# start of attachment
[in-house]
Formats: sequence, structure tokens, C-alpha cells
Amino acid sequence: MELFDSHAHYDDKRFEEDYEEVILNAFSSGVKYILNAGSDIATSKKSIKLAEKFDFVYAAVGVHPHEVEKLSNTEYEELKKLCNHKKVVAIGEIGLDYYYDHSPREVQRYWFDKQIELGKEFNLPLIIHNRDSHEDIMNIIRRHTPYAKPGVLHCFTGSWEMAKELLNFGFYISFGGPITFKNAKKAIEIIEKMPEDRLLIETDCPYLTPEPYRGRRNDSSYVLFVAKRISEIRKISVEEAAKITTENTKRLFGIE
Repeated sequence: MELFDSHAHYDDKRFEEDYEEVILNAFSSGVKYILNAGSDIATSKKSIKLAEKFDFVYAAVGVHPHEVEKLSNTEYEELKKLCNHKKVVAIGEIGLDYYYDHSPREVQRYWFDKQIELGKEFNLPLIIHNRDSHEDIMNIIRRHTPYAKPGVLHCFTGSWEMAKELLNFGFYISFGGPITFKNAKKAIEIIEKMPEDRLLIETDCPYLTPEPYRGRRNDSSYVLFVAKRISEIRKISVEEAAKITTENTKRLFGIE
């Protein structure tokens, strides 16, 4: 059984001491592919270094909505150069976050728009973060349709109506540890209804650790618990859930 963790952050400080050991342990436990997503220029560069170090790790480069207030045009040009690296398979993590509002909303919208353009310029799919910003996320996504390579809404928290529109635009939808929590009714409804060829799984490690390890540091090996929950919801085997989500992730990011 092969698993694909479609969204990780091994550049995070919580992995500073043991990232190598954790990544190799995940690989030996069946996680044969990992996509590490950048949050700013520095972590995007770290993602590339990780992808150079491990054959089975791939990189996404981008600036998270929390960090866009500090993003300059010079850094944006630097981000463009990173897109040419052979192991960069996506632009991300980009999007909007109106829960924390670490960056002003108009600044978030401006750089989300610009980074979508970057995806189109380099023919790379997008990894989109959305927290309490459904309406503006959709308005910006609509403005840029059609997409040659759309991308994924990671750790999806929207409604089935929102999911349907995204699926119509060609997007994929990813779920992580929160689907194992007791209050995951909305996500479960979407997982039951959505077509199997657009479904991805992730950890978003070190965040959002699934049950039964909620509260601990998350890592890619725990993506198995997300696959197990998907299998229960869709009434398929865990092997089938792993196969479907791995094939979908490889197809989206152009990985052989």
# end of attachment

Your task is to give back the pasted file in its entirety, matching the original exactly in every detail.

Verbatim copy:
[in-house]
Formats: sequence, structure tokens, C-alpha cells
Amino acid sequence: MELFDSHAHYDDKRFEEDYEEVILNAFSSGVKYILNAGSDIATSKKSIKLAEKFDFVYAAVGVHPHEVEKLSNTEYEELKKLCNHKKVVAIGEIGLDYYYDHSPREVQRYWFDKQIELGKEFNLPLIIHNRDSHEDIMNIIRRHTPYAKPGVLHCFTGSWEMAKELLNFGFYISFGGPITFKNAKKAIEIIEKMPEDRLLIETDCPYLTPEPYRGRRNDSSYVLFVAKRISEIRKISVEEAAKITTENTKRLFGIE
Repeated sequence: MELFDSHAHYDDKRFEEDYEEVILNAFSSGVKYILNAGSDIATSKKSIKLAEKFDFVYAAVGVHPHEVEKLSNTEYEELKKLCNHKKVVAIGEIGLDYYYDHSPREVQRYWFDKQIELGKEFNLPLIIHNRDSHEDIMNIIRRHTPYAKPGVLHCFTGSWEMAKELLNFGFYISFGGPITFKNAKKAIEIIEKMPEDRLLIETDCPYLTPEPYRGRRNDSSYVLFVAKRISEIRKISVEEAAKITTENTKRLFGIE
């Protein structure tokens, strides 16, 4: 059984001491592919270094909505150069976050728009973060349709109506540890209804650790618990859930 963790952050400080050991342990436990997503220029560069170090790790480069207030045009040009690296398979993590509002909303919208353009310029799919910003996320996504390579809404928290529109635009939808929590009714409804060829799984490690390890540091090996929950919801085997989500992730990011 092969698993694909479609969204990780091994550049995070919580992995500073043991990232190598954790990544190799995940690989030996069946996680044969990992996509590490950048949050700013520095972590995007770290993602590339990780992808150079491990054959089975791939990189996404981008600036998270929390960090866009500090993003300059010079850094944006630097981000463009990173897109040419052979192991960069996506632009991300980009999007909007109106829960924390670490960056002003108009600044978030401006750089989300610009980074979508970057995806189109380099023919790379997008990894989109959305927290309490459904309406503006959709308005910006609509403005840029059609997409040659759309991308994924990671750790999806929207409604089935929102999911349907995204699926119509060609997007994929990813779920992580929160689907194992007791209050995951909305996500479960979407997982039951959505077509199997657009479904991805992730950890978003070190965040959002699934049950039964909620509260601990998350890592890619725990993506198995997300696959197990998907299998229960869709009434398929865990092997089938792993196969479907791995094939979908490889197809989206152009990985052989």